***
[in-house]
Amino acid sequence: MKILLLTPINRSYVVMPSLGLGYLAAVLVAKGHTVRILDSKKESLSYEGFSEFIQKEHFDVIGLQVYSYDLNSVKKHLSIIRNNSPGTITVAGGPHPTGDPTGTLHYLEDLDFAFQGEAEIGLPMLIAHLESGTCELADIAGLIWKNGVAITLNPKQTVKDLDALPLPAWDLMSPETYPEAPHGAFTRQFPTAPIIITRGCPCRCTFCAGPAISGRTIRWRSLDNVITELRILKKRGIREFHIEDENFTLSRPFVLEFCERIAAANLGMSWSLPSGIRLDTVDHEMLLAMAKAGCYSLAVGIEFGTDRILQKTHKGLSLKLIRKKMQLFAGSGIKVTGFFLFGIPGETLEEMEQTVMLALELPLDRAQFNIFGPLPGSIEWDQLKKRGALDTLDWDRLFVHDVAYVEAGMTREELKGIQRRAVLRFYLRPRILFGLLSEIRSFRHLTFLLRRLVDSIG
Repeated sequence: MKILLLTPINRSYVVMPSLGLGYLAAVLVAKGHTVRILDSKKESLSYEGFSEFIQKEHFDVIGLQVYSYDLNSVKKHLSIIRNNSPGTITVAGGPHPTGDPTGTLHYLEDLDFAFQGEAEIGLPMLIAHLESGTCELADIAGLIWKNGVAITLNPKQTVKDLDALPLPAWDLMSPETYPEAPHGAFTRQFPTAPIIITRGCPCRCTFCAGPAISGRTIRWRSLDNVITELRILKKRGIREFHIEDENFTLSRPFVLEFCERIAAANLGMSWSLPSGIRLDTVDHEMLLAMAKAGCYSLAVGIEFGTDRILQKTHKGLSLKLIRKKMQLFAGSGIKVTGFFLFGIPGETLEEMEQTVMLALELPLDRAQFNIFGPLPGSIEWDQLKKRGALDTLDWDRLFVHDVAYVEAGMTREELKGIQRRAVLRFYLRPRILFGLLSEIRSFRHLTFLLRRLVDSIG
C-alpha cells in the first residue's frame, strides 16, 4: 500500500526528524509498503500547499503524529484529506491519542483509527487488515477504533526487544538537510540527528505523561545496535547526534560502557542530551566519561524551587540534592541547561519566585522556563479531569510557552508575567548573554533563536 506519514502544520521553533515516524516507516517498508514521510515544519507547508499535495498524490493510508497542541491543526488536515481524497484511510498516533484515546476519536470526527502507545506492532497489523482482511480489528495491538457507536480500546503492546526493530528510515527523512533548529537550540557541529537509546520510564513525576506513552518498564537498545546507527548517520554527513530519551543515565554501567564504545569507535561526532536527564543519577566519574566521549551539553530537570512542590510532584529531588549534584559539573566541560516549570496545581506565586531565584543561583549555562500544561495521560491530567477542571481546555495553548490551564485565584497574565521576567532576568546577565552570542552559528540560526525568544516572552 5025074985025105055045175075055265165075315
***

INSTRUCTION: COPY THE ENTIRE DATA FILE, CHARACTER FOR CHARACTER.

[in-house]
Amino acid sequence: MKILLLTPINRSYVVMPSLGLGYLAAVLVAKGHTVRILDSKKESLSYEGFSEFIQKEHFDVIGLQVYSYDLNSVKKHLSIIRNNSPGTITVAGGPHPTGDPTGTLHYLEDLDFAFQGEAEIGLPMLIAHLESGTCELADIAGLIWKNGVAITLNPKQTVKDLDALPLPAWDLMSPETYPEAPHGAFTRQFPTAPIIITRGCPCRCTFCAGPAISGRTIRWRSLDNVITELRILKKRGIREFHIEDENFTLSRPFVLEFCERIAAANLGMSWSLPSGIRLDTVDHEMLLAMAKAGCYSLAVGIEFGTDRILQKTHKGLSLKLIRKKMQLFAGSGIKVTGFFLFGIPGETLEEMEQTVMLALELPLDRAQFNIFGPLPGSIEWDQLKKRGALDTLDWDRLFVHDVAYVEAGMTREELKGIQRRAVLRFYLRPRILFGLLSEIRSFRHLTFLLRRLVDSIG
Repeated sequence: MKILLLTPINRSYVVMPSLGLGYLAAVLVAKGHTVRILDSKKESLSYEGFSEFIQKEHFDVIGLQVYSYDLNSVKKHLSIIRNNSPGTITVAGGPHPTGDPTGTLHYLEDLDFAFQGEAEIGLPMLIAHLESGTCELADIAGLIWKNGVAITLNPKQTVKDLDALPLPAWDLMSPETYPEAPHGAFTRQFPTAPIIITRGCPCRCTFCAGPAISGRTIRWRSLDNVITELRILKKRGIREFHIEDENFTLSRPFVLEFCERIAAANLGMSWSLPSGIRLDTVDHEMLLAMAKAGCYSLAVGIEFGTDRILQKTHKGLSLKLIRKKMQLFAGSGIKVTGFFLFGIPGETLEEMEQTVMLALELPLDRAQFNIFGPLPGSIEWDQLKKRGALDTLDWDRLFVHDVAYVEAGMTREELKGIQRRAVLRFYLRPRILFGLLSEIRSFRHLTFLLRRLVDSIG
C-alpha cells in the first residue's frame, strides 16, 4: 500500500526528524509498503500547499503524529484529506491519542483509527487488515477504533526487544538537510540527528505523561545496535547526534560502557542530551566519561524551587540534592541547561519566585522556563479531569510557552508575567548573554533563536 506519514502544520521553533515516524516507516517498508514521510515544519507547508499535495498524490493510508497542541491543526488536515481524497484511510498516533484515546476519536470526527502507545506492532497489523482482511480489528495491538457507536480500546503492546526493530528510515527523512533548529537550540557541529537509546520510564513525576506513552518498564537498545546507527548517520554527513530519551543515565554501567564504545569507535561526532536527564543519577566519574566521549551539553530537570512542590510532584529531588549534584559539573566541560516549570496545581506565586531565584543561583549555562500544561495521560491530567477542571481546555495553548490551564485565584497574565521576567532576568546577565552570542552559528540560526525568544516572552 5025074985025105055045175075055265165075315